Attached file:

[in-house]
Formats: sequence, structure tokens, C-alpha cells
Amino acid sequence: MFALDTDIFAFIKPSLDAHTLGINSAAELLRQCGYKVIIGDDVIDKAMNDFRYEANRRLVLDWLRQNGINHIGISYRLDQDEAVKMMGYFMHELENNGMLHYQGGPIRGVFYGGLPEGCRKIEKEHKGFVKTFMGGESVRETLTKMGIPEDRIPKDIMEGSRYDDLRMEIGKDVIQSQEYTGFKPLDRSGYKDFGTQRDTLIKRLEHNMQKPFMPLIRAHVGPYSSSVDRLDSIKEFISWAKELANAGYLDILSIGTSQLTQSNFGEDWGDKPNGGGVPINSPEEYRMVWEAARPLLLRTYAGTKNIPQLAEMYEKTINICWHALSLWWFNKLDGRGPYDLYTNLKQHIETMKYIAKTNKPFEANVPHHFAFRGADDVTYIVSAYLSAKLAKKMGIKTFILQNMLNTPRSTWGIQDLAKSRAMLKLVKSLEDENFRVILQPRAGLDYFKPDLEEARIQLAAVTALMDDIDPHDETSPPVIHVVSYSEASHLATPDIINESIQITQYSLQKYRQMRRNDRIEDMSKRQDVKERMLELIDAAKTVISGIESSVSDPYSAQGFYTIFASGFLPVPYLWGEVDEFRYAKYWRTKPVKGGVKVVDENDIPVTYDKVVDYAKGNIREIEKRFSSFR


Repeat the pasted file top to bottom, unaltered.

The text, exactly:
[in-house]
Formats: sequence, structure tokens, C-alpha cells
Amino acid sequence: MFALDTDIFAFIKPSLDAHTLGINSAAELLRQCGYKVIIGDDVIDKAMNDFRYEANRRLVLDWLRQNGINHIGISYRLDQDEAVKMMGYFMHELENNGMLHYQGGPIRGVFYGGLPEGCRKIEKEHKGFVKTFMGGESVRETLTKMGIPEDRIPKDIMEGSRYDDLRMEIGKDVIQSQEYTGFKPLDRSGYKDFGTQRDTLIKRLEHNMQKPFMPLIRAHVGPYSSSVDRLDSIKEFISWAKELANAGYLDILSIGTSQLTQSNFGEDWGDKPNGGGVPINSPEEYRMVWEAARPLLLRTYAGTKNIPQLAEMYEKTINICWHALSLWWFNKLDGRGPYDLYTNLKQHIETMKYIAKTNKPFEANVPHHFAFRGADDVTYIVSAYLSAKLAKKMGIKTFILQNMLNTPRSTWGIQDLAKSRAMLKLVKSLEDENFRVILQPRAGLDYFKPDLEEARIQLAAVTALMDDIDPHDETSPPVIHVVSYSEASHLATPDIINESIQITQYSLQKYRQMRRNDRIEDMSKRQDVKERMLELIDAAKTVISGIESSVSDPYSAQGFYTIFASGFLPVPYLWGEVDEFRYAKYWRTKPVKGGVKVVDENDIPVTYDKVVDYAKGNIREIEKRFSSFR